This is a link to the 10 best teachers in the movies. While I don't have a problem with the list (usually these media top ten lists drive me nuts) I would not have the same order. Ray Walston as Mr. Hand was the best, followed by Too Sir with Love, then Ms. Shields.
The 10 Best Teachers in Movie History
A feature story by Don Willmott - Copyright © 2006 filmcritic.com
One of the great things about adulthood is that we don't have to go to school anymore, and yet we keep returning by way of the movies. Why do we keep going back? To imagine what it would have been like to have good teachers rather than the sadists who tormented us in Algebra I and European History? To remember the moments when we really connected with a teacher and felt a wave of knowledge washing over us? Whatever the reason, we know as the lights dim that the best big-screen teachers will help their cinematic students learn plenty of small lessons and maybe some big life lessons too. How many of these memorable educators have you met?
10. Terry Corrigan (Class of 1984) Roddy McDowall, in his second-greatest screen performance (Cornelius the ape is still tops), plays a teacher so completely undone by the wild violence of his out-of-control high school that he ends up teaching class while waving a loaded pistol at his students. Better answer correctly! No doubt he is the favorite on-screen teacher of teachers.
9. Mr. Chips (Goodbye, Mr. Chips) Robert Donat won an Oscar as the much beloved British headmaster who looks back over his long life of teaching with as much fondness for his students as they have for him. Though British boarding schools aren't known for being warm and fuzzy -- Prince Charles never quite recovered from his experience -- Mr. Chips makes them seem like paradise.
8. Miss Shields (A Christmas Story) She has to put up with the antics of Ralphie, Flick, Schwartz, and the rest, but she does so with great kindness, never being too harsh with her students as she confiscates their incredible collections of banned toys and assorted gags. And she's more than willing to rescue Flick when his tongue gets stuck to the frozen flag pole. Nice lady.
7. Dave Jennings (Animal House) Don't you wish all your English professors had been so hilariously zonked out? Donald Sutherland is a trip and a half. And take it from someone who knows: When he says that Milton is really really boring, he's right!
6. Glenn Holland (Mr. Holland's Opus) Richard Dreyfuss takes Mr. Holland through 30 years of band practice. Along the way, we get countless lessons in perseverance and self-esteem. There's a lot of treacle here, but he still makes you want to pick up a tuba and give it a toot.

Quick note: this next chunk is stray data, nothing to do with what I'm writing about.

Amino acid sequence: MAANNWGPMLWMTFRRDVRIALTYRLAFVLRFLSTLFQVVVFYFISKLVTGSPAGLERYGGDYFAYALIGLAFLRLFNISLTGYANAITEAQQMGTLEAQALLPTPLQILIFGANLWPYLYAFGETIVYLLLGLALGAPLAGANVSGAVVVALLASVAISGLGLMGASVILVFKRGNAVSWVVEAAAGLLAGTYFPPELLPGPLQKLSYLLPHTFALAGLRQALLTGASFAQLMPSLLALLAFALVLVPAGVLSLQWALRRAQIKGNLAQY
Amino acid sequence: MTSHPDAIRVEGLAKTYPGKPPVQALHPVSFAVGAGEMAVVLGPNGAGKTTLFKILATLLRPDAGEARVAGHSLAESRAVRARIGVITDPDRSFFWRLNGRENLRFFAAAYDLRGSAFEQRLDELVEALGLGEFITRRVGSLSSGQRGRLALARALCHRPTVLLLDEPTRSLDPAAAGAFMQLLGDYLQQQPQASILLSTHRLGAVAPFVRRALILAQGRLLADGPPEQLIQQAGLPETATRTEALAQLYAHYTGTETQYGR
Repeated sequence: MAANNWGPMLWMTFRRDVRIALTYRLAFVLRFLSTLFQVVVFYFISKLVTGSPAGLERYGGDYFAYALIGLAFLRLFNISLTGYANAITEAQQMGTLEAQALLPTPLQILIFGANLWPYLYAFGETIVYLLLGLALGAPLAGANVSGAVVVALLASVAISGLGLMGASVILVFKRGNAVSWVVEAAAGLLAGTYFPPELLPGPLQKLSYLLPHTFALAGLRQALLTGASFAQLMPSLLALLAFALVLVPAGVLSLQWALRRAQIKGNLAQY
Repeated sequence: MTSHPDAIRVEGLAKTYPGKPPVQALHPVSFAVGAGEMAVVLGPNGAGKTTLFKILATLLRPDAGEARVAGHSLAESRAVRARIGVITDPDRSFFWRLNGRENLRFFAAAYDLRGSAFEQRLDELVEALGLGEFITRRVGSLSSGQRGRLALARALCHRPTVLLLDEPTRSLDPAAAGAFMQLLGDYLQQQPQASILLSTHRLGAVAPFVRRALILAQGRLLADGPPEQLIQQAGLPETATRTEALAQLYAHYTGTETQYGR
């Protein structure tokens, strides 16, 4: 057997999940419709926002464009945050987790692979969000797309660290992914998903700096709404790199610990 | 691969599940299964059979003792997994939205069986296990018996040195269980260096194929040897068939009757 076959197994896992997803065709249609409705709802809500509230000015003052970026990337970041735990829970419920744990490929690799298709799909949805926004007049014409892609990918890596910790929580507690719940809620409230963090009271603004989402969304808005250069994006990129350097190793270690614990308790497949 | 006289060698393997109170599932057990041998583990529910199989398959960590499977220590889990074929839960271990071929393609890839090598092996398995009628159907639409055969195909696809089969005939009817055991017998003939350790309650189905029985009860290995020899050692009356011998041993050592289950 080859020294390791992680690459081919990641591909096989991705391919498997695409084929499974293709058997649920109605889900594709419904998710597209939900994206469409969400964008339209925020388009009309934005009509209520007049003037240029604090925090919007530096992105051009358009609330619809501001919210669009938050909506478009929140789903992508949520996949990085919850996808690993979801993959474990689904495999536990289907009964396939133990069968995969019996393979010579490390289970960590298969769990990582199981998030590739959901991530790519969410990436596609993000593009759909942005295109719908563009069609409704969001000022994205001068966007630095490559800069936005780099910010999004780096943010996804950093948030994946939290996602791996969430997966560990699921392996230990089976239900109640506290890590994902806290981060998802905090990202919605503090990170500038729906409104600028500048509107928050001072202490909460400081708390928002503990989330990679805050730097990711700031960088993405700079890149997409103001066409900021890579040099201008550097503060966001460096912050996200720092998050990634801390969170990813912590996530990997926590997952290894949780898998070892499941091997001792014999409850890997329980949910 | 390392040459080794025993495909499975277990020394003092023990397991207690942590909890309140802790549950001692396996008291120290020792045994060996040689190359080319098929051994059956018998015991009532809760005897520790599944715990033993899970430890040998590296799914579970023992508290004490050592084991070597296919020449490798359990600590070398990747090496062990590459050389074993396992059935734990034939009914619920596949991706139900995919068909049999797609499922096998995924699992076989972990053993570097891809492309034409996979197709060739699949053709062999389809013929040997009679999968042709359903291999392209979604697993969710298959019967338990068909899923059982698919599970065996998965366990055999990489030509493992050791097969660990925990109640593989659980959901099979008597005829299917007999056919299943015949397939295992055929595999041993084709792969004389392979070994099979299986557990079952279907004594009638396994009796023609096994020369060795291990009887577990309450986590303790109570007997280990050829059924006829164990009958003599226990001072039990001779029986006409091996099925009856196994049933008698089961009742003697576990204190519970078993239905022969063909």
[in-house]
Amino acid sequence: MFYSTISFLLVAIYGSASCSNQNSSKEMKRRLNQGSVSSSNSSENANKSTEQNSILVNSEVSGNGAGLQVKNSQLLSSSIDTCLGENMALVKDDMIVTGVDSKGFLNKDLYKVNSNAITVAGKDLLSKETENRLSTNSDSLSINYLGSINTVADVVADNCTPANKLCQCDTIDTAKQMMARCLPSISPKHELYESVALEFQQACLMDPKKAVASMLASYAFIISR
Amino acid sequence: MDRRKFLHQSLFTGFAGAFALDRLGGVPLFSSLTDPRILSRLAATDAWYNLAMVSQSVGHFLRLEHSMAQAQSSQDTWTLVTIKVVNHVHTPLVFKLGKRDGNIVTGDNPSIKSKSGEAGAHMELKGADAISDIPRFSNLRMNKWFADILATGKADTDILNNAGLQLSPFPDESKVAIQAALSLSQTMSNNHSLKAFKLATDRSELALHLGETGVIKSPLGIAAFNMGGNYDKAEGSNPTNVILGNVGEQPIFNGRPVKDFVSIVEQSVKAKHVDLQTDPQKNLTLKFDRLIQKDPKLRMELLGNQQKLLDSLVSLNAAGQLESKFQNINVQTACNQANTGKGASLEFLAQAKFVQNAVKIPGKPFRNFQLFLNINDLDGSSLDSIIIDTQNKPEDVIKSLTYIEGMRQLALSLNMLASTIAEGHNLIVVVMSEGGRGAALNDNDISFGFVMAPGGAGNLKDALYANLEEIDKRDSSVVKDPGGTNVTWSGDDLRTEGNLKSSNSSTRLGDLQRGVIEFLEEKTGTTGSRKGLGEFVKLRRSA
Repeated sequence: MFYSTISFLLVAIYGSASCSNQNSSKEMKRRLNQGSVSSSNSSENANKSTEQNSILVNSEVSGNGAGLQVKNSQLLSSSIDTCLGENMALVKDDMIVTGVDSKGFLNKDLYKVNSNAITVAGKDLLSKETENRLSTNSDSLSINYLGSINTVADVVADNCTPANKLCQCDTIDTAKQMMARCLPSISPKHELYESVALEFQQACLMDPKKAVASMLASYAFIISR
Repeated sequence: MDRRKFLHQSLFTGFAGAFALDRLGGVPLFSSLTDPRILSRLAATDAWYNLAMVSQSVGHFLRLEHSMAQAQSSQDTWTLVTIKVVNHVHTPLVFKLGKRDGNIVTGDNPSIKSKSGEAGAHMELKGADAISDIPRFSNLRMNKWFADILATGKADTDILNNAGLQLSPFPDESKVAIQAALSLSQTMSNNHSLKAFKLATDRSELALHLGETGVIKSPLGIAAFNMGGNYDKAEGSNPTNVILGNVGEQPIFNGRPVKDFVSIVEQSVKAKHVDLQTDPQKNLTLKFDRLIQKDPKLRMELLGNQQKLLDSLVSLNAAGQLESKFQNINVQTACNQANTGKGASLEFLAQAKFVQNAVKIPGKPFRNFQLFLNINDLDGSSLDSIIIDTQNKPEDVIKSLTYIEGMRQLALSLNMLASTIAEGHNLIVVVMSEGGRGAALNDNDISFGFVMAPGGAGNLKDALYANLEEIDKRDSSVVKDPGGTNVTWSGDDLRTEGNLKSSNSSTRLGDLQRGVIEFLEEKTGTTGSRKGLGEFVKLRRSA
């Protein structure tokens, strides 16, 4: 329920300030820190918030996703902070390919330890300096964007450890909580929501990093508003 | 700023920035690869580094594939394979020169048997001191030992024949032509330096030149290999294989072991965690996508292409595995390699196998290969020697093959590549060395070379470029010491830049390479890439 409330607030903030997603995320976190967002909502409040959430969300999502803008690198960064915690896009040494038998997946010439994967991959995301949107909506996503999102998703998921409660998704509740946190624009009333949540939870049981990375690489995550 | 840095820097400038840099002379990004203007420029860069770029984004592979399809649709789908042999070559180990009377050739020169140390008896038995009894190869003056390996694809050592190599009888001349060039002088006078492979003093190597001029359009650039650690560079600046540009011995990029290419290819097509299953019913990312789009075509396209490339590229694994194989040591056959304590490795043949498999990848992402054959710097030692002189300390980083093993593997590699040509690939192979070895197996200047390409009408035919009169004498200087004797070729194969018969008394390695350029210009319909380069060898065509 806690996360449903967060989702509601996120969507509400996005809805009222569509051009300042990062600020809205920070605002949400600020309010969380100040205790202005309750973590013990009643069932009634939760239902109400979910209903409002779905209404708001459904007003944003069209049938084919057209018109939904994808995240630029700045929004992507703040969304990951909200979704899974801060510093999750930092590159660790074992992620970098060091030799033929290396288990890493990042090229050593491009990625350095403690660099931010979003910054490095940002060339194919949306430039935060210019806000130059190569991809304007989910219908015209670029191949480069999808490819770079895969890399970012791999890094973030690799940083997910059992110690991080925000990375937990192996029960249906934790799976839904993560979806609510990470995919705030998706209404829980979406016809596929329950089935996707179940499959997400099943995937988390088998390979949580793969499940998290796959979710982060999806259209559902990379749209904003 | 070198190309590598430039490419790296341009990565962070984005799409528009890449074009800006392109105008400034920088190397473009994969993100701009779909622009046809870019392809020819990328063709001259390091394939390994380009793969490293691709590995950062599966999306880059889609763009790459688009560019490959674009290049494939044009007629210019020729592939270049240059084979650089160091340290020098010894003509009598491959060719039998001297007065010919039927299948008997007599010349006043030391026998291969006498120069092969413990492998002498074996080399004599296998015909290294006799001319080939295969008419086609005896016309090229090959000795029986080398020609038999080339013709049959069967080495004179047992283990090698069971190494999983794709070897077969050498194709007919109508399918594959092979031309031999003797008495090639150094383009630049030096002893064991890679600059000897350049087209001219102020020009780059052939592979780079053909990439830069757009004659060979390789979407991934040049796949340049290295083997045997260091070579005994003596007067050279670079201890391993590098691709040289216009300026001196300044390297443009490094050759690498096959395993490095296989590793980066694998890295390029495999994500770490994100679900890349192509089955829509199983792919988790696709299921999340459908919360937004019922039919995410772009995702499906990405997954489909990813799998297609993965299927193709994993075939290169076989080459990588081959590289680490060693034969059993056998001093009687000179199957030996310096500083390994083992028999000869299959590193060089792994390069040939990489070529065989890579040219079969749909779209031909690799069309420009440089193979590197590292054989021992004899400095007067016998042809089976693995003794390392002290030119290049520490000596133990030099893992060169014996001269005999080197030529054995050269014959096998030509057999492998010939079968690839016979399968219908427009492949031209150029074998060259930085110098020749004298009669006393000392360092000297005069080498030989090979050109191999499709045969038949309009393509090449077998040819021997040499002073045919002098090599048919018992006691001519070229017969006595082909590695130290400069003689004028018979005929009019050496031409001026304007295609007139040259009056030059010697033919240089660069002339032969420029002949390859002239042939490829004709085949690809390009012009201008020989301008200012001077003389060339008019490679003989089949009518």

5. Mr. Hand (Fast Times at Ridgemont High) At first the cranky old SOB seems like the Social Studies teacher from hell ("Why do you shamelessly waste my time like this?"), but when he goes the extra mile at the last minute to help hopeless stoner Spicoli pass his class, even showing up in Spicoli's bedroom for a house call, you realize that he's one righteous dude. Aloha!
4. Mark Thackeray (To Sir, With Love) They call him Mr. Tibbs! Oh, wait. Wrong movie. In this one, Sidney Poitier takes on a rowdy class of rough-and-tumble London Cockney kids and teaches them self-respect above all else. By the end, they love him so much they're even writing songs to him. Hit it, Lulu!
3. John Keating (Dead Poets Society) Even if Robin Williams normally makes you break out in a rash, you won't mind watching as he awakens the spirits of his uptight prep-school students. Art! Beauty! Shakespeare! O Captain, My Captain! The kids are thrilled (Ethan Hawke's cheeks go positively rosy), but it's all a bit much for the prune-faced administrators, so naturally he gets fired. He probably ended up at UC Santa Cruz.
2. Jaime Escalante (Stand and Deliver) Can you believe you're actually watching a movie about math? Edward James Olmos portrays the real-life L.A. teacher who takes dead-end gang bangers and turns them into calculus geniuses. Hard to believe, but it's true!
1. Georges Lopez (To Be and To Have) It's a small miracle, but this documentary about elementary education in rural France will leave you emotionally devastated. An achingly beautiful film, it tracks a year of learning in a one-room schoolhouse lovingly tended by the soft-spoken and almost saint-like Lopez, whose patience and gentleness with his gaggle of young farmers' kids is truly something to see. If you're not weeping copious tears at the end of this one, you haven't been paying attention. Go straight to detention!